- CPU Profiler – Unnecessary CPU processing
and load spikes are symptoms of poor app performance. With the CPU Profiler,
you can analyze the CPU thread usage of your app by triggering a sample or
instrumented CPU trace. At this point, you can troubleshoot CPU performance
issues using a variety of data views and filters built into the CPU Profiler. Learn more.
- Memory Profiler – Using memory
inefficiently can lead to many device problems ranging from a janky UI to low
memory events. The Memory Profiler combines the functionality of the previous
Heap Viewer and Allocation Tracker in one rich interface to help debug memory
usage problems in your app. You can diagnose a range of memory issues by
analyzing memory allocations, heap dumps and more. Learn more.
- Network Profiler – Optimizing foreground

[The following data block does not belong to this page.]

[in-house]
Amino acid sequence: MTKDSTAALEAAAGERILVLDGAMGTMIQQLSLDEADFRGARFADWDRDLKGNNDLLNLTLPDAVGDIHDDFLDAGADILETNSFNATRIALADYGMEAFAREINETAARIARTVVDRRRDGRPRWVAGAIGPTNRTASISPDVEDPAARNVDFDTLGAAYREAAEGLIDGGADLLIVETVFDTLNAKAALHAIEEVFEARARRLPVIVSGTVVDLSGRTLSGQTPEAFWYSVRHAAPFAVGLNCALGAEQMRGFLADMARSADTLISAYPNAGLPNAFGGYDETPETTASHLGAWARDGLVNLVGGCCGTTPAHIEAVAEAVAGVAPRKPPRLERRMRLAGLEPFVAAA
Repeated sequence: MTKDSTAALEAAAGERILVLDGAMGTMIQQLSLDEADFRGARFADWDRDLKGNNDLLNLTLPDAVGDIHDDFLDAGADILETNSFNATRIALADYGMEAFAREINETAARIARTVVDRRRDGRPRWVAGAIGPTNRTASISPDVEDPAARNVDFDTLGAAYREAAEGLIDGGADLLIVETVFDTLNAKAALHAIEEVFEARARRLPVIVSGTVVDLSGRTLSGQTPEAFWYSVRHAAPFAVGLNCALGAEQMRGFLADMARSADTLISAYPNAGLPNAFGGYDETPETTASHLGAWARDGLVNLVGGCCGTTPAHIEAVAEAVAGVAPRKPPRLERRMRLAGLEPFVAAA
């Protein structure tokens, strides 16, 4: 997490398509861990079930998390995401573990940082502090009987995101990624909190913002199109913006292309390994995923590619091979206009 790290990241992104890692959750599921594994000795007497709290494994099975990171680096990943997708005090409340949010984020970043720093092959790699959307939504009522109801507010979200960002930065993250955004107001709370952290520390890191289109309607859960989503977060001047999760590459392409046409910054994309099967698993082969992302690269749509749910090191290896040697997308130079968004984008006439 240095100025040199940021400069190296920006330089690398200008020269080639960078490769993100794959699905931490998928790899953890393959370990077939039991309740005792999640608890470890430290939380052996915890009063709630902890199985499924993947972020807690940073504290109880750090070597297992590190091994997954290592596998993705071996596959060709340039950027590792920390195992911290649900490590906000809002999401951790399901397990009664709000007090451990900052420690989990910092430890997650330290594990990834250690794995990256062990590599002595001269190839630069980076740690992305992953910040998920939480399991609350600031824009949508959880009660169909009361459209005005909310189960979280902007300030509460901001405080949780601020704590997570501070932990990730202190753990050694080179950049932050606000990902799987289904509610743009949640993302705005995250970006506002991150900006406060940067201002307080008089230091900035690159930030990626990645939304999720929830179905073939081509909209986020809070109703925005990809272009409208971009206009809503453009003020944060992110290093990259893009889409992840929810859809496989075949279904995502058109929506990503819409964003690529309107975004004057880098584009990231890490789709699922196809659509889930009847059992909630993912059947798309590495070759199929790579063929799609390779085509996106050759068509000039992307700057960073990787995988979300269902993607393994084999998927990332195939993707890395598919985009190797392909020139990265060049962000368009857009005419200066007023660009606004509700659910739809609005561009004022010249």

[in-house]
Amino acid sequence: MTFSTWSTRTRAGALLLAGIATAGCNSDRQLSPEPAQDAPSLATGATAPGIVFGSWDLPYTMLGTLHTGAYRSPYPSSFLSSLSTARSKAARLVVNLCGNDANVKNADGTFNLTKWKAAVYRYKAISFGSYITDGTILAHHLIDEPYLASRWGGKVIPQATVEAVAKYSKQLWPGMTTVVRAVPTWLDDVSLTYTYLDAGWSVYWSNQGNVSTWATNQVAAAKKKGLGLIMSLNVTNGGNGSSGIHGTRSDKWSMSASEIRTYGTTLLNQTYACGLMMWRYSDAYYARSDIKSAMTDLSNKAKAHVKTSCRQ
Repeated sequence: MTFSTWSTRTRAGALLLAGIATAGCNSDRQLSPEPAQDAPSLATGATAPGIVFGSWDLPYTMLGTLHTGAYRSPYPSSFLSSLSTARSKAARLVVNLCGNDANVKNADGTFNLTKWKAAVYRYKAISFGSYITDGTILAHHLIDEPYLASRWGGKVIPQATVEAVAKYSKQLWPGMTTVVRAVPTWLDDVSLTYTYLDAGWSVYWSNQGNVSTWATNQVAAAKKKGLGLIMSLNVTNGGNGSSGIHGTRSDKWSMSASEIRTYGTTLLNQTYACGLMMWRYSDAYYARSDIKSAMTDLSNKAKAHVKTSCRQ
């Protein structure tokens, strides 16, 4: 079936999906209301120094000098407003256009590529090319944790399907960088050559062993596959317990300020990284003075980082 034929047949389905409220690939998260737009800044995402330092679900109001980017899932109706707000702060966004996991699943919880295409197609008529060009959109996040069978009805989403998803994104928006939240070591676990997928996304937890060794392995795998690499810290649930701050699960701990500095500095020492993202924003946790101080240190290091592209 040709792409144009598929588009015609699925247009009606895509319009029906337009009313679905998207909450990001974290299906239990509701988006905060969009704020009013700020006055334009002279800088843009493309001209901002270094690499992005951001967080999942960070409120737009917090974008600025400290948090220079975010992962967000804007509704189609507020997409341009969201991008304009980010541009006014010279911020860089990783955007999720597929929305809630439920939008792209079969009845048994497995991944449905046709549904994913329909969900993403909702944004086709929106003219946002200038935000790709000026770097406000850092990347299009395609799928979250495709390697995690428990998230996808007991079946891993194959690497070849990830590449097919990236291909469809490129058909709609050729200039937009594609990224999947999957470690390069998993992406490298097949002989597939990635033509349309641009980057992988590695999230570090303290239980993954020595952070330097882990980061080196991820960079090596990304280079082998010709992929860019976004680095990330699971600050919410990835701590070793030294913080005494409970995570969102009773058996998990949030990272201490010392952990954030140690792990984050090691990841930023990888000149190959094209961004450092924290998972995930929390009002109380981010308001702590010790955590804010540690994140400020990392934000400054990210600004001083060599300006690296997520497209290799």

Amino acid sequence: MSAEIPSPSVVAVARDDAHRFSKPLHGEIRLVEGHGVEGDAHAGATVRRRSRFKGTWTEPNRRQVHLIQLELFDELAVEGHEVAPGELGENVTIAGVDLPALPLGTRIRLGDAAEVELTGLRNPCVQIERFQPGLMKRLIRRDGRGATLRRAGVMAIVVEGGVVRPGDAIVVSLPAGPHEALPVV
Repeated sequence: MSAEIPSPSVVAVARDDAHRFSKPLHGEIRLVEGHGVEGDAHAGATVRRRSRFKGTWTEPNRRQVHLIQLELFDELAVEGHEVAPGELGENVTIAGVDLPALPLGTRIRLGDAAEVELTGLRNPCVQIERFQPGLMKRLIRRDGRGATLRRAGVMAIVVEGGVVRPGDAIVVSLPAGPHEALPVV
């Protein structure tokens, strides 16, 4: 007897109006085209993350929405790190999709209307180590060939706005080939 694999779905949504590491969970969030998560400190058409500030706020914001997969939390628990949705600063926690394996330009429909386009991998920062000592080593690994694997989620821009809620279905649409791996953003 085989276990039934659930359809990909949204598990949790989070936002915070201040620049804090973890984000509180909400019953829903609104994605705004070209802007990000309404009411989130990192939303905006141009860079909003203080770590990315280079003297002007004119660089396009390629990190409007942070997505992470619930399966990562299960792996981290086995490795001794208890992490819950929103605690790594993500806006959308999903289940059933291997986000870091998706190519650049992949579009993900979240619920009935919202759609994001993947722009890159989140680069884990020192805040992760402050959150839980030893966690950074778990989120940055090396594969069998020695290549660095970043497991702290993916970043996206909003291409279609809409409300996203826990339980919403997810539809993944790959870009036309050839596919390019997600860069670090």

and background network usage in your app can lead to a more performant app and
lower app data usage. The network profiler allows you to monitor the network
activity of your app, inspect the payload of each of your network requests, and
link back to the line of source code that generated the network request.
Currently, the network profiler works with HttpURLConnection,
OkHttp, and Volley
network libraries. The network profiler is an advanced analysis feature that can
be enabled on Pre-Android O devices & emulators by selecting Enable Advanced
Profiling in the Profiling Tab in the Run Configuration box. In addition to
enabling network request and payload analysis, this checkbox enables event
collection at the top level, memory object count, and memory garbage collection.